Kim Cattrall Blasts “Cruel” Sarah Jessica Parker on Instagram

Crédit photo: WENN/Cover Images

Canadian actress Kim Cattrall is reeling from the sudden death of her brother, and made it clear this weekend that she has no time for empty condolences from so-called friends.

The increasing public tension between Cattrall and her Sex and the City costar Sarah Jessica Parker boiled over this week when Parker left a seemingly innocuous comment on Cattrall’s Instagram post announcing her brother’s death (Christopher Cattrall, 55, was found on his rural property in Blackfalds, Alberta. The RCMP said the death was not considered suspicious.) Commenting on Cattrall’s Instagram post, Parker wrote: "Dearest Kim, my love and condolences to you and yours and Godspeed to your beloved brother. Xx." She also spoke about the tragedy to Extra, saying "I can't begin to know how her family is managing such a loss. We all send her our love and condolences and grant her the privacy that she's asked for."

But Cattrall wasn’t having it. On Saturday, she posted an image of the words “I don’t need your love and support at this tragic time @sarahjessicaparker,” with the caption: “My Mom asked me today “When will that @sarahjessicaparker, that hypocrite, leave you alone?” Your continuous reaching out is a painful reminder of how cruel you really were then and now. Let me make this VERY clear. (If I haven’t already) You are not my family. You are not my friend. So I’m writing to tell you one last time to stop exploiting our tragedy in order to restore your ‘nice girl’ persona.”

The surprisingly blunt post was in sharp contrast to an Instagram post Cattrall made on Tuesday, in which she said, “I would like to thank my fans, friends, and my #SexandtheCity colleagues for the outpouring of support for myself and my family over the past 72 hours.” Cattrall also praised her other Sex and the City costar, Cynthia Nixon, who reportedly contacted her. "Cynthia, hearing your voice meant so much to me. Thank you for reaching out. Love Kim #SexandtheCity."

The growing tension between Cattrall and Parker came to the forefront at the end of September 2017, when the Daily Mail published a report claiming that Cattrall torpedoed the Sex and the City 3 film with outrageous contract demands, just weeks before it was supposed to start filming. The next day, Parker confirmed the film wouldn’t be moving ahead, telling Extra: "It's over...we're not doing it. I'm disappointed. We had this beautiful, funny, heartbreaking, joyful, very relatable script and story. It's not just disappointing that we don't get to tell the story and have that experience, but more so for that audience that has been so vocal in wanting another movie."

Cattrall posted on Twitter that she didn’t want to do a third movie in the first place.

Actor Willie Garson, who plays Stanford in the franchise, seemed to support Parker by tweeting “Dear fans, because I'm "toxic", I'm going to negotiate a contract for 6 months, not come to terms, then say I never wanted to do it anyway.”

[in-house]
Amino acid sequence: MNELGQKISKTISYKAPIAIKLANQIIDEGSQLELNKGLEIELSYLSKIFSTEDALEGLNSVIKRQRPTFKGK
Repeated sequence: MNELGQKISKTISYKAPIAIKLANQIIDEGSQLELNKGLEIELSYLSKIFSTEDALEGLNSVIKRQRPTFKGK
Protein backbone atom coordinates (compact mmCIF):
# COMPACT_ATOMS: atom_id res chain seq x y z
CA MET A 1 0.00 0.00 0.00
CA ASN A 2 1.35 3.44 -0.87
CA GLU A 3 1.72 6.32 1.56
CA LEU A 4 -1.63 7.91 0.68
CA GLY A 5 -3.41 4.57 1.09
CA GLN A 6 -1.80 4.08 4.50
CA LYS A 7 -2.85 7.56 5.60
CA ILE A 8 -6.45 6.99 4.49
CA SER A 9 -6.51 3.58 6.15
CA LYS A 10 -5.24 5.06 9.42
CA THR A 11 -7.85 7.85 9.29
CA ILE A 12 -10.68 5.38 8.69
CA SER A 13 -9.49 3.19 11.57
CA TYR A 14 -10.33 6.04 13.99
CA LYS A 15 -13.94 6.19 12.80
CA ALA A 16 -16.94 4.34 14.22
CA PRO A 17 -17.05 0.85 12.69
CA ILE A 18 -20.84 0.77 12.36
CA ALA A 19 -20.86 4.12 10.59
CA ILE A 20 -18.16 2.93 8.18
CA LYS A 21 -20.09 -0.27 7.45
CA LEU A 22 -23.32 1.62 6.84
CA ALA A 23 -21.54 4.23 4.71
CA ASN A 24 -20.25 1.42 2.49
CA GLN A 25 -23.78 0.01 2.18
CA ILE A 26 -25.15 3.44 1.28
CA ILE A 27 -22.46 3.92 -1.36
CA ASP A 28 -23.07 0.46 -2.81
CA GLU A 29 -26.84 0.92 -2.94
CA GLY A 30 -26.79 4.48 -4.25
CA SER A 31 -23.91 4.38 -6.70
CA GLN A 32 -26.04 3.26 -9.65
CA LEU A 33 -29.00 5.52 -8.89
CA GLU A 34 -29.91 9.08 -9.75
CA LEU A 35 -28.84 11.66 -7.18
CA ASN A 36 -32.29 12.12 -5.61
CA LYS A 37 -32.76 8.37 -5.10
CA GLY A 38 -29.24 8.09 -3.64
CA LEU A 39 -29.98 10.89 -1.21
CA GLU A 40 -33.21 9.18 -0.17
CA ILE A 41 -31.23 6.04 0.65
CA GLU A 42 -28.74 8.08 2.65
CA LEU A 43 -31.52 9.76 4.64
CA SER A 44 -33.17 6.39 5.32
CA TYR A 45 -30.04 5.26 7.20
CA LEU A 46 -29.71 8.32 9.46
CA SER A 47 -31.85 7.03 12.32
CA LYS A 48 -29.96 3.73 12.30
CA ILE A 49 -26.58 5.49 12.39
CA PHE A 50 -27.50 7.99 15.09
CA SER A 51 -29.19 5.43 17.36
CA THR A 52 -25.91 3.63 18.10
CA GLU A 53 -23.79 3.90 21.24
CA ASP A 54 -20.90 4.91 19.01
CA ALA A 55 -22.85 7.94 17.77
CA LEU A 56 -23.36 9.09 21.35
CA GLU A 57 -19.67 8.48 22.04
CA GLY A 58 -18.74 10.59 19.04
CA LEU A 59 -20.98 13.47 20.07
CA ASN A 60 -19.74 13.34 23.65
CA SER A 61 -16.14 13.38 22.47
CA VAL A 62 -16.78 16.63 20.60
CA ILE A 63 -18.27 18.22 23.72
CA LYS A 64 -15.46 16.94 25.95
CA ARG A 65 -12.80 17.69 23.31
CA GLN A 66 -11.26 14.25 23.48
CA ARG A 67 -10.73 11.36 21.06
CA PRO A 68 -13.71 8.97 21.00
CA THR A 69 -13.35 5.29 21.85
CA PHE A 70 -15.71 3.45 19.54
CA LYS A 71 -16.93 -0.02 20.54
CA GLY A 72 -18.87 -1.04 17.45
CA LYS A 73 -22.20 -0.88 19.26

But Cattrall pushed back on that narrative, saying in an interview with Piers Morgan that she passed on the third movie as soon as it was offered to her. “December 2016 I said no. This isn’t about more money. It’s not about more scenes, it’s not about any of those things. This is about a clear decision, an empowered decision in my life to end one chapter and start another. I’m 61. It’s now. The answer was always ‘no’ and a respectful, firm ‘no.’… To get any kind of negative press for something that I’ve been saying for almost a year of ‘no,’ that I’m demanding or a diva? This is really where I take to task the people from Sex and the City and specifically Sarah Jessica Parker. I think she could have been nicer. I don’t know what her issue is.” She added, “we’ve never been friends. We’ve been colleagues, and in some ways that’s a very healthy place to be because then you have the clear line between your professional life and your personal life.”

In an interview with Andy Cohen earlier this month, Parker said she was “heartbroken” when she heard Cattrall tell Morgan that they were never friends. “That’s not the way I recall our experience so it’s sad.”

At the end of Cattrall’s blistering new Instagram post, she added a link to a New York Post story from October 2017, which detailed a “mean girls culture” that allegedly permeated the SATC set, centring on a clique involving Parker, Nixon and Kristen Davis that left Cattrall the odd woman out.  According to the New York Post: “Running up to the end of the series, there were stories filtering into Page Six almost weekly about the on-set tensions. By the end, no one would talk to Kim. "Not even in the makeup room," one insider said.”

The writer of the Post article, Paula Froelich, claimed that Cattrall reluctantly agreed to the first two movies, despite always being perceived by the press as the diva because she wanted to move on from the role and the toxic workplace. “Cattrall was, once more, the villain. Having once been the deputy editor of Page Six for 10 years, I was familiar with this pattern. Before each of the previous “Sex” movies, reports would inevitably surface that production was being held up by Cattrall’s salary demands. A flurry of press would follow, Cattrall would capitulate (presumably with a fatter check than previously promised) and the movies were made.”

Psssttt ! Envoie-ça à ton ami!